By D.E.J. D’entremont and Charles Jacobi
Jesus Was “Religious”
Big Eva pundits like J. D. Greer have sought to soften the moral commands of God, particularly the prescriptive commands of sexual deviance, “In the Bible, sexual sin is whispered,” he says, “compared to the shout God makes about greed and judgmentalism.” Thankfully, faithful crowds of Christians did reprimand Greer for his comments, but thousands of those young in the faith likely attached to this saying which reeks of antinomianism.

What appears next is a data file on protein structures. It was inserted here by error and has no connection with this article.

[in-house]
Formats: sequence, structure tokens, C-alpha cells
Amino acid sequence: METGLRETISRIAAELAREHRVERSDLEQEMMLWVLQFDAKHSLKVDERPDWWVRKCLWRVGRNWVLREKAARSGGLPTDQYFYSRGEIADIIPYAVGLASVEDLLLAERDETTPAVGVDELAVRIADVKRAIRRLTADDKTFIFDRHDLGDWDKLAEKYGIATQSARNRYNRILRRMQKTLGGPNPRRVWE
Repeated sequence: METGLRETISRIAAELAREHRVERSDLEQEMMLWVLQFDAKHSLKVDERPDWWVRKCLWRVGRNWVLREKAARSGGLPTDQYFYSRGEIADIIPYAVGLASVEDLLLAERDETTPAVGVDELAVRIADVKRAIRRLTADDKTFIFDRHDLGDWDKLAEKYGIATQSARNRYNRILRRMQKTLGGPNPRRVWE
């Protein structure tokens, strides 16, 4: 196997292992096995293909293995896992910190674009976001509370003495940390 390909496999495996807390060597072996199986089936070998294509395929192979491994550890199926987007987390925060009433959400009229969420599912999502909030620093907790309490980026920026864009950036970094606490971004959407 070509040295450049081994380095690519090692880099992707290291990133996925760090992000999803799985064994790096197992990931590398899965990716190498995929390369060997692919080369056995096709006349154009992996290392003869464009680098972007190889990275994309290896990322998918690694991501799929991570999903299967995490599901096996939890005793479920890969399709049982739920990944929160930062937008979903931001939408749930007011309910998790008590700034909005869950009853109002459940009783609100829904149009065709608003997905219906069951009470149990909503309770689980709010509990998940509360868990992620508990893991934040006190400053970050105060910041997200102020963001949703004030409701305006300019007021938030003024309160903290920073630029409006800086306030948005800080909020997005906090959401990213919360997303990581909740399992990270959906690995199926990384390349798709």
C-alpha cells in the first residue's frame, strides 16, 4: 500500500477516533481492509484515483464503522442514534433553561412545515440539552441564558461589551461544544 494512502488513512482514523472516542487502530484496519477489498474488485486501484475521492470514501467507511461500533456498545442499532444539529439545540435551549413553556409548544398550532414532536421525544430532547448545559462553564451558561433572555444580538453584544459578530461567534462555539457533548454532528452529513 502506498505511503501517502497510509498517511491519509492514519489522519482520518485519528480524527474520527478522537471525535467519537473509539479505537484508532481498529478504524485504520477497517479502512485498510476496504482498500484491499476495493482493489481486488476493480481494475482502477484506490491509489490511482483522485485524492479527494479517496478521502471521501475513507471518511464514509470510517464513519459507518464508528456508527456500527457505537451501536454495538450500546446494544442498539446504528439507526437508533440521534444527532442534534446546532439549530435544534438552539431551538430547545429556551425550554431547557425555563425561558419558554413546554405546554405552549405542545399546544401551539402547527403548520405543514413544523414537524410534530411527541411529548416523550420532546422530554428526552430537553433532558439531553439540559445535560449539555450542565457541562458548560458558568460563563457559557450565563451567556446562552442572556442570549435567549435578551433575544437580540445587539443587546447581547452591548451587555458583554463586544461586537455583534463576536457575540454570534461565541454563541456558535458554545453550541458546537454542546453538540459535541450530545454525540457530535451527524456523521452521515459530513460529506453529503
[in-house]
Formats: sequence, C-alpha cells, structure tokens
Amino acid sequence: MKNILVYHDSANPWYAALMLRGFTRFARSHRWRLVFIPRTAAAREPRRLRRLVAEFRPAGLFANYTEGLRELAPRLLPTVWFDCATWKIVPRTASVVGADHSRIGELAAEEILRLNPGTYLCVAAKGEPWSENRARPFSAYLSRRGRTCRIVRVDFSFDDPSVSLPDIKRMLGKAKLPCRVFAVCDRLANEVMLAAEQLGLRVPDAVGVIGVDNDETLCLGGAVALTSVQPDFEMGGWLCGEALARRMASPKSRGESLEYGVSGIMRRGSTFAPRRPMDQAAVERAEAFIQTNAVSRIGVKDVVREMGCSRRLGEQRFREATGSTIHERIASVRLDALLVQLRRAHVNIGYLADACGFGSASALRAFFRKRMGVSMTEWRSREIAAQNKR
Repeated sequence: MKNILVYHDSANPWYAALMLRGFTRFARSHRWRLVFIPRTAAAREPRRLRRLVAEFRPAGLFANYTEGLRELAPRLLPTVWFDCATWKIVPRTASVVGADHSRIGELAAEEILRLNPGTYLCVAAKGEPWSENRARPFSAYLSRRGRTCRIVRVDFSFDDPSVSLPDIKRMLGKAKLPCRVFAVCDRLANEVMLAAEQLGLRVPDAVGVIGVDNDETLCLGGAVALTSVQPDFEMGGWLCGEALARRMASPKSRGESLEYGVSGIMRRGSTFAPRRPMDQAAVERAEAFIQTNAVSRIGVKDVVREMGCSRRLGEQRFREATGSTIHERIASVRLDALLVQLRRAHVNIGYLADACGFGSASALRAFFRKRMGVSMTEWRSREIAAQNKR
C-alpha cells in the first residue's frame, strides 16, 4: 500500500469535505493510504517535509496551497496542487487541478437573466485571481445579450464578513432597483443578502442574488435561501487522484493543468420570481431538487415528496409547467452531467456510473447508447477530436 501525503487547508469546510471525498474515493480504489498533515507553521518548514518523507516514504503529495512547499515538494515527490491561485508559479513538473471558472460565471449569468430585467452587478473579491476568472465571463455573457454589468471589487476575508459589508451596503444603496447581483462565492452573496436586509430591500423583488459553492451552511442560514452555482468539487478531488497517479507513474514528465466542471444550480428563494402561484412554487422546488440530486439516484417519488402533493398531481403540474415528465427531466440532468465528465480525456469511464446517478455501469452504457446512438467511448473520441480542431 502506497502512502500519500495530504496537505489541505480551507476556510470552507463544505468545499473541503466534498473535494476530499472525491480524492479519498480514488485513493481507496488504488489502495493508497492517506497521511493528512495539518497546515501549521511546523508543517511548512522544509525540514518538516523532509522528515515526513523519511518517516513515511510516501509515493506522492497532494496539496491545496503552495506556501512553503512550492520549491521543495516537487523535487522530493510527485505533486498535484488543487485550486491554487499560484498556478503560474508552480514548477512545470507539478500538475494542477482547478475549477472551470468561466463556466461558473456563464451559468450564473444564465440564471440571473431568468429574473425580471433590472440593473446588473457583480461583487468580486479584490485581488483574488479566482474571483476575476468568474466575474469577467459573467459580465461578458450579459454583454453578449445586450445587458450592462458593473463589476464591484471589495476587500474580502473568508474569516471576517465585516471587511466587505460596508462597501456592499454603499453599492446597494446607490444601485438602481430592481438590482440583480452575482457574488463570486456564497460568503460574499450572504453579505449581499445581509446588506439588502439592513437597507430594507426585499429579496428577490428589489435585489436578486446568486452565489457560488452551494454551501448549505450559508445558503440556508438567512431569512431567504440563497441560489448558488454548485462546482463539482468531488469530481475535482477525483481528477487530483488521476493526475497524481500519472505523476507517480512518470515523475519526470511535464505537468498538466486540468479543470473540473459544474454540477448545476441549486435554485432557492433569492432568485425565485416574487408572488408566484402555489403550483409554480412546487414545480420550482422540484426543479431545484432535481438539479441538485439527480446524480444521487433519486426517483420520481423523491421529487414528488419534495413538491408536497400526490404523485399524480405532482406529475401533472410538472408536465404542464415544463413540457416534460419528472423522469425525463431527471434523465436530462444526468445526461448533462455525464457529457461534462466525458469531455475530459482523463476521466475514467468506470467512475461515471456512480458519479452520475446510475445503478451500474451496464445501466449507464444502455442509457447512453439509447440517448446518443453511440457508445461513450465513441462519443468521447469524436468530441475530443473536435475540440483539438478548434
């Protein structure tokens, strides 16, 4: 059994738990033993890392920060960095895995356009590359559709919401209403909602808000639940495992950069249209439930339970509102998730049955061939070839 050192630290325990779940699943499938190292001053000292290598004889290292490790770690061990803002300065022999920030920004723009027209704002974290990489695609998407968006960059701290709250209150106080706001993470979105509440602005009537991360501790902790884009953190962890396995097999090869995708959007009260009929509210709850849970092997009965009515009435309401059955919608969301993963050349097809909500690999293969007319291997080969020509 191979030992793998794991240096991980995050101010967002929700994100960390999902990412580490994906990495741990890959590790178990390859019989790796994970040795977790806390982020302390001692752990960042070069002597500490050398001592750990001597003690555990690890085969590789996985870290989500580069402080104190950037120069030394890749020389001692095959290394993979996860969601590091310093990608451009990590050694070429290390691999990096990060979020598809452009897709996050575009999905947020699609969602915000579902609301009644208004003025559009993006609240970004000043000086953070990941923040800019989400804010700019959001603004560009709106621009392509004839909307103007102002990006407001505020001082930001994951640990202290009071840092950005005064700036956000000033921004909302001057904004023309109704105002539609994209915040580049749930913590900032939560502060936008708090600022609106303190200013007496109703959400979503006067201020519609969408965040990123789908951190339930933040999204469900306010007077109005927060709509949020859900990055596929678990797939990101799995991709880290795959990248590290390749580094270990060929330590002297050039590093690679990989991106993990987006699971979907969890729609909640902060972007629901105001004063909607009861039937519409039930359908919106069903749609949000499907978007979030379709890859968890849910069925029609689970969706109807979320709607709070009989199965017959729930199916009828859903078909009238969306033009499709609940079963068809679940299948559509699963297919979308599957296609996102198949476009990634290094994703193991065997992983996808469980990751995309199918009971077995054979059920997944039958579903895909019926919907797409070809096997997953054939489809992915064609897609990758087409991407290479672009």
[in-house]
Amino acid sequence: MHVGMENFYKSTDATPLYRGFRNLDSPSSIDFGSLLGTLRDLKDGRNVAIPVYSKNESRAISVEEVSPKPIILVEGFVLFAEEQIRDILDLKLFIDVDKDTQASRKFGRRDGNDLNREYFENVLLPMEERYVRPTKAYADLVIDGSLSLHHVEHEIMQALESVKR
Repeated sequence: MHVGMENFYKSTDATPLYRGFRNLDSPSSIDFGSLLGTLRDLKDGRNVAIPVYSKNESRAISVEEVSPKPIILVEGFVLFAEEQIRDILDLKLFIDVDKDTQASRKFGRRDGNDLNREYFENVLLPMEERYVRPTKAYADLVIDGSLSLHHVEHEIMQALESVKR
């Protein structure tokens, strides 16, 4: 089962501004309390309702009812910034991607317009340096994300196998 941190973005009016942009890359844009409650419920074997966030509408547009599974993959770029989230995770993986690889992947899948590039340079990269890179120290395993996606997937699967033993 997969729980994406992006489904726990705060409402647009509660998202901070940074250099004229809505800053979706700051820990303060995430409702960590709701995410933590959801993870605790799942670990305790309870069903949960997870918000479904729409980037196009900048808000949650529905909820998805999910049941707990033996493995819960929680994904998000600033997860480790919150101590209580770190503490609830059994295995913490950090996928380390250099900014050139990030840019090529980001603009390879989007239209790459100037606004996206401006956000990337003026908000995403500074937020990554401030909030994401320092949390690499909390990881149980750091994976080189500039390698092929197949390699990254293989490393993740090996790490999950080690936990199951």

The truth is Jesus was a deeply religious man and confronted all sin boldly, calling crowds of people to repent of their sins and believe. (Matthew 4:17, Mark 1:15). He did not tell people to mentally ascend to belief in Him as their savior. He said, “Repent for the kingdom of heaven is at hand.” Christ followed the Law of Moses perfectly and held it high in its rightful place (Matthew 4:1-11). His theological understanding astounded the religious leaders of the day (Luke 2:52), and He observed the days of feasting and Sabbaths. He prayed fervently, deeply, and often (Mark 1:35). He studied, taught others, and organized disciples to do the same (Luke 10:1-23). He instructed thousands to repent of their sins and live holy lives in accordance with the Scriptures. The common association with Jesus and the abolition of laws could not be farther from reality. Jesus was deeply “religious,” and yet he had the most profound relationship with the Father and His people.